The future looked grim for the sell-side research industry.
Commissions were in decline and under pressure from regulation that had disrupted the old business model. Major research providers were reducing headcount and coverage as buy-side clients spent less money on both trading and external investment research.
Then 2020 happened.
As the coronavirus pandemic spread around the globe, freezing up economies and upending all expectations for how markets would behave, investors found themselves with far more questions than answers — and demand for sell-side research skyrocketed.
All year long, in every market around the world, top-ranking research professionals interviewed by Institutional Investor reported sharp increases in readership of research reports, interactions between analysts and clients, and attendance at (now virtual) investor conferences and corporate access events.
At UBS Group, for example, analysts “spent more time with clients in 2020 than 2019 by a significant percentage,” said Dan Dowd, global head of research, in a phone interview. “As wild as things were, people wanted to spend even more time with sell-side research — and we provided that to them.”
For Bank of America Corp.’s head of global research Candace Browning, the year served as proof that sell-side research still plays a fundamentally important role in the larger investment industry.
“I’m actually very optimistic about research,” she said by phone. “You look at a year like this and what happened when we went into a huge period of uncertainty. It shows that people want research; they need it; they’re consuming it.”
Where, exactly, did investors turn for this must-have research? Throughout 2020 and into the beginning of 2021, II asked investors to vote for their favorite research providers across equities and fixed income, in developed markets and emerging ones. These results were detailed across eight major rankings: the All-America Research Team; the All-Asia Research Team; the All-China Research Team; the All-Europe Research Team; the All-Japan Research Team; the Emerging Europe, Middle East & Africa Research Team; the Latin America Research Team; and the Global Fixed-Income Research Team.
When all of these votes were added up, one firm emerged as 2020’s Top Global Research Firm: JPMorgan Chase & Co.
With a total of 256 team positions globally — a more than 14 percent increase from 224 positions accumulated in 2019 — JPMorgan reclaimed its position as the No. 1 Global Research Leader, a crown the firm last held in 2018.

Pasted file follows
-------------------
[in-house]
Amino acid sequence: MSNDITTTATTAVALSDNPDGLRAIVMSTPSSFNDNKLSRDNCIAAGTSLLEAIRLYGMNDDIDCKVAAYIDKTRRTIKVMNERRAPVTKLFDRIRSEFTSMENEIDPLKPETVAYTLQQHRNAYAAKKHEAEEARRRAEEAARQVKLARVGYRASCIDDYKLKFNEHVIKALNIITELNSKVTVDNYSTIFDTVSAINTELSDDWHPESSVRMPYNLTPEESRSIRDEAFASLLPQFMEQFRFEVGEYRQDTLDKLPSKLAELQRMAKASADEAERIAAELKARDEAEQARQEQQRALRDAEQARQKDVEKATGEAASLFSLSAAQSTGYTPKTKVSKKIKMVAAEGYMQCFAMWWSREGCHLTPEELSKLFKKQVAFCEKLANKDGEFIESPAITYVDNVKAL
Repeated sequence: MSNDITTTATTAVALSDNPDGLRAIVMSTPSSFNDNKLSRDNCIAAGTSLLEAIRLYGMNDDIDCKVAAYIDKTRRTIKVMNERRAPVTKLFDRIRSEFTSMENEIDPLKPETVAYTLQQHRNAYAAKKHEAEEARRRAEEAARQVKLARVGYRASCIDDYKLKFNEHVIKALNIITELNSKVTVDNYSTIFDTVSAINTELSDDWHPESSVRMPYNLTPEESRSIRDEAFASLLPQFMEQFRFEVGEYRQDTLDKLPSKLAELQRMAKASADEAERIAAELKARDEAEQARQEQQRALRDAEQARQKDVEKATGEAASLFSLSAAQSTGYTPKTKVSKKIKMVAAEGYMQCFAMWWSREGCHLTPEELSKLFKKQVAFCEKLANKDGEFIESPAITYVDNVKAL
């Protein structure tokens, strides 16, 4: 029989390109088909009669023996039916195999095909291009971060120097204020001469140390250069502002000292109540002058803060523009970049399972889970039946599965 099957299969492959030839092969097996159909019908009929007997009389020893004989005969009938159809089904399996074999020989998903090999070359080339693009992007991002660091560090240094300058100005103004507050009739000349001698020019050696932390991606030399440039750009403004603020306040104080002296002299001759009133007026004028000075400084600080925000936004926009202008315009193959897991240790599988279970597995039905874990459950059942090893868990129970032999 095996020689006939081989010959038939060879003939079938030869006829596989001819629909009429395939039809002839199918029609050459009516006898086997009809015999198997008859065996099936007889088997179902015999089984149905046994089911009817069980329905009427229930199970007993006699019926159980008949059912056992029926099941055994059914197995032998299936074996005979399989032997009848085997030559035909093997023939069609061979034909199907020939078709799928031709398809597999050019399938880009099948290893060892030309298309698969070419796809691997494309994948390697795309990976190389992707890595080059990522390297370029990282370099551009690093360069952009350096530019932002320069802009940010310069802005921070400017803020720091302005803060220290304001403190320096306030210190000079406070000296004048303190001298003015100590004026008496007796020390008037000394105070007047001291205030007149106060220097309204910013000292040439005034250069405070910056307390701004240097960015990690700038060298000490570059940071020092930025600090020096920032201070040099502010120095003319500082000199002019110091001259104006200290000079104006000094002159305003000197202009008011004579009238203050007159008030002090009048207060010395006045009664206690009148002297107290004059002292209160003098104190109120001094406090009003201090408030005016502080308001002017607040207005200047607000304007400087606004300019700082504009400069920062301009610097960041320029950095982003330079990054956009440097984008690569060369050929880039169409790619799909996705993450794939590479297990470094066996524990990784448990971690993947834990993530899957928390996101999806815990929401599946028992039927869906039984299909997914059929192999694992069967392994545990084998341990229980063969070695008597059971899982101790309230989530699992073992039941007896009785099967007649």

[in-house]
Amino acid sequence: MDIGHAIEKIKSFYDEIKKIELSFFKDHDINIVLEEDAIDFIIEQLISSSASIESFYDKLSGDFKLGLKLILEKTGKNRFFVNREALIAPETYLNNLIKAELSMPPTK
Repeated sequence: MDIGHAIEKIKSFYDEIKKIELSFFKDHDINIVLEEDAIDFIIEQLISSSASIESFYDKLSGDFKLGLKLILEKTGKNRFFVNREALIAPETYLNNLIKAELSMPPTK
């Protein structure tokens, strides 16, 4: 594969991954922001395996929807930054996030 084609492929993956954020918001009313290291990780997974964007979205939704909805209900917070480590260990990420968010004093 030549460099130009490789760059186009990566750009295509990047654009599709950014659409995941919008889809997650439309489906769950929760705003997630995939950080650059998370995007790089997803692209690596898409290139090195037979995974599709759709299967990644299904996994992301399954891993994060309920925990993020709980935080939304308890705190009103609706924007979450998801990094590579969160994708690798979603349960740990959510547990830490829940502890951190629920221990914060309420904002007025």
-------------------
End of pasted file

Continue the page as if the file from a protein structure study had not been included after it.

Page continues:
Last year’s champion, BofA Securities, placed second this year with 246 team positions across the eight rankings — an improvement from 234 spots in 2019.
And Citigroup, last year’s No. 3 research provider, managed to hold on to its top-three ranking with 162 team positions, despite losing ground in the All-America Research Team and the Global Fixed-Income Research Team. No. 4 UBS and No. 5 Morgan Stanley ranked close behind, with 158 and 152 team positions apiece.
“I am incredibly proud of this team,” said Marc Badrichani, head of global sales and research at JPMorgan, via email. “During the pandemic, our focus was on delivering timely content and thought leadership in some of the fastest moving and most volatile global markets we’ve seen in the last decade. We faced many of the same challenges that our clients did, but our scale and flexibility allowed us to adapt and engage clients in new ways.”
For example, the JPMorgan executive vice president said analysts adopted virtual meetings and conferences, significantly increased their output of research reports and podcasts, and launched flagship publications and trackers focused on Covid-19.
Likewise, BofA’s Browning reported a 15 percent increase in the amount of published research alongside the transition to online meetings and events, including virtual store and factory tours.
“We started publishing more and creating more events,” Browning said. “Clients were interested in all the change taking place, so we embraced the virtual world and other ways to get to our clients.”
While the Covid-19 pandemic recreated a spike in demand for research, both Browning and Badrichani noted that sell-side firms would need to continue to evolve to meet the needs of clients as the investment landscape continues to change. For example, Browning pointed to the large number of private companies that are primed to go public, creating more stocks that need to be covered. Meanwhile, thematic and environmental, social, and governance research has continued to become more important to clients, Browning said.
“To be successful, research houses will need to have the intelligence and flexibility to meet evolving needs,” Badrichani added. “It will be critical to have a global perspective, and to be able to look across asset classes and across the capital structure. The use of data will also change — both how we use it to generate content and how our clients consume content.”
While the pandemic endures, however, top research providers are remaining focused on getting both clients and their own staff through a period that has brought immense personal and professional challenges, even as it boosted productivity and engagement.
“I think all of us hope that in 2021 we can get back to some normalcy and actually go back to our offices,” Browning said. “It certainty is a testament to ingenuity and resilience that we got through this as well as we did.”